“Transform clinicians into partners and collaborators. Engage them up front to help recruit, not just for your study but for all studies,” said Dr. Nierenberg, the incumbent holder of the Thomas P. Hackett, MD Endowed Chair in Psychiatry at Massachusetts General Hospital in Boston. “If someone comes in [seeking treatment], they can opt out of doing research, but the assumption is that they will collaborate and that we will expect them to collaborate.”
In his own work, Dr. Nierenberg helps run the, a growing, nationwide database of patient-reported outcomes for those with mood disorders that he said is dedicated to filling knowledge gaps around those illnesses not easily gleaned from clinical response data alone. “Patients know what it is like to live with their illness more than we do,” said Dr. Nierenberg, also director of the Dauten Family Center for Bipolar Treatment Innovation in Boston.
The data from the MoodNetwork also feed into a nationwide network of databases run by thenetwork, originally created as part of the Affordable Care Act, and which, at least for now, Dr. Nierenberg said, appears safe from repeal. The network recently received $28 million to help create the necessary infrastructure for connecting research and clinical databases – including the electronic health records – from a variety of health institutions nationwide. “Most of you have your EHRs embedded into those networks even if you don’t know it,” Dr. Nierenberg said.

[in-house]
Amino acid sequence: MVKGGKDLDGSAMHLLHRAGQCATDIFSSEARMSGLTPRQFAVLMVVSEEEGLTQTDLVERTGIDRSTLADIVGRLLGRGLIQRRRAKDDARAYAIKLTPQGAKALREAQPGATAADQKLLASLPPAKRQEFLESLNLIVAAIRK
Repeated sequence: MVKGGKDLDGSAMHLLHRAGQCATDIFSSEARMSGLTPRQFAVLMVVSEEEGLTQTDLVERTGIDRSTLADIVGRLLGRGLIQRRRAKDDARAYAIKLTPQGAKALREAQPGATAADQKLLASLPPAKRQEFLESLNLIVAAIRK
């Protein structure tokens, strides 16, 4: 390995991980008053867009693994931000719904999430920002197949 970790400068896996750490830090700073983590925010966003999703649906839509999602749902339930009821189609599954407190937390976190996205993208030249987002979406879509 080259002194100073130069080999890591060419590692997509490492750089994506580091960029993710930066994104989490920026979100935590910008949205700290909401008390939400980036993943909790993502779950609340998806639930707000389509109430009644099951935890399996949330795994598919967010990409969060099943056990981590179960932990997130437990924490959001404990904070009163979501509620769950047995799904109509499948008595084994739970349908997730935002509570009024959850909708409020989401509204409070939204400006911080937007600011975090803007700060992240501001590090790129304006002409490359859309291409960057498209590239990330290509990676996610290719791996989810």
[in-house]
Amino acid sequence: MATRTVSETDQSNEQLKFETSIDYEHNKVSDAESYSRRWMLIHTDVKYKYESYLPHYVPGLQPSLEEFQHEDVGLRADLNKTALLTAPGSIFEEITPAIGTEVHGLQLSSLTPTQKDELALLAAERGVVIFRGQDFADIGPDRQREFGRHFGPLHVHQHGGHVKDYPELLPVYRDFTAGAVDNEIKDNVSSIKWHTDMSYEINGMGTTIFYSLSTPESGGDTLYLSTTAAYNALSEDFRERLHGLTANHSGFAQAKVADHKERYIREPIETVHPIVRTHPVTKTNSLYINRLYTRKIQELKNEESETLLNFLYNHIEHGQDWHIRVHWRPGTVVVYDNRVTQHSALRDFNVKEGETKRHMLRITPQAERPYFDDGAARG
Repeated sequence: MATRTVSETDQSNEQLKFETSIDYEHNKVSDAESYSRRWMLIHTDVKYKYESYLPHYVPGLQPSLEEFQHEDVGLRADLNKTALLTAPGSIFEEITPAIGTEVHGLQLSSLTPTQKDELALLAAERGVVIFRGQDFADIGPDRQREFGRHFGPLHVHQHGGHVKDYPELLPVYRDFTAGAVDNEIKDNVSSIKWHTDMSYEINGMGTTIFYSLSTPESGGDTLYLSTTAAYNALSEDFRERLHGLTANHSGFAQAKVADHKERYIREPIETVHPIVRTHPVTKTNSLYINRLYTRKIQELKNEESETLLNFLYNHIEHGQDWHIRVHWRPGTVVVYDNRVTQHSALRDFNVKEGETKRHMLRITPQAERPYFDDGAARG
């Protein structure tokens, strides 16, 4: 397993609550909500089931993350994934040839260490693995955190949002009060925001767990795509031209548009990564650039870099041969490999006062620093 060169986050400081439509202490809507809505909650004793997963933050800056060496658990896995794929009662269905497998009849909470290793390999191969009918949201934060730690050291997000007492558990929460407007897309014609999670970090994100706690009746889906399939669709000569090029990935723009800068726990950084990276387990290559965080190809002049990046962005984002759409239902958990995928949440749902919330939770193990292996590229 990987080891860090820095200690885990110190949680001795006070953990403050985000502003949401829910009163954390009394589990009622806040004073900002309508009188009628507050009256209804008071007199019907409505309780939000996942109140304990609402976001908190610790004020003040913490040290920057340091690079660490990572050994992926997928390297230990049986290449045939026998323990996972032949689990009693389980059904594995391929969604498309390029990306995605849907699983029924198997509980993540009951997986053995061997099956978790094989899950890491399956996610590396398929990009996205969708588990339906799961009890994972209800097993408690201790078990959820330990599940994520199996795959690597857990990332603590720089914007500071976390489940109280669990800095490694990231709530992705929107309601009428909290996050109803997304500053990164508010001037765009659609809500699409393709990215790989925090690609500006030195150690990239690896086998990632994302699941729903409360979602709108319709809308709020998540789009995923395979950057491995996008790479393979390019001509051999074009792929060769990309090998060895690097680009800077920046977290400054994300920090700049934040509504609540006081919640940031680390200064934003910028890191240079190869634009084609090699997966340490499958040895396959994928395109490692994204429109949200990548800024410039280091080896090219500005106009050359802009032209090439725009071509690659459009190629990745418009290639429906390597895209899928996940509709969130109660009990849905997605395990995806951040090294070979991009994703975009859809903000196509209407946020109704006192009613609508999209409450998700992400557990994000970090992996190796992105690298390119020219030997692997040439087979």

’s resulting uber-database currently has patient-reported data on more than 122 million people. All of the data are queryable and available for use for virtually any study a clinical researcher or clinician would like to conduct into any aspect of any clinical specialty.
In his clinical practice, Dr. Nierenberg said, he is able to solicit patients in MoodNetwork studies by appealing to them as partners and collaborators from the moment they present in the clinic. He and his colleagues ensure that patients understand the importance of their participation not just to them as sufferers of an illness, but to the care of millions of others. Key to working together as partners is to use plain language when explaining treatment and research goals. It also is important to survey patients and listen to them when they share their experience of trials and treatment.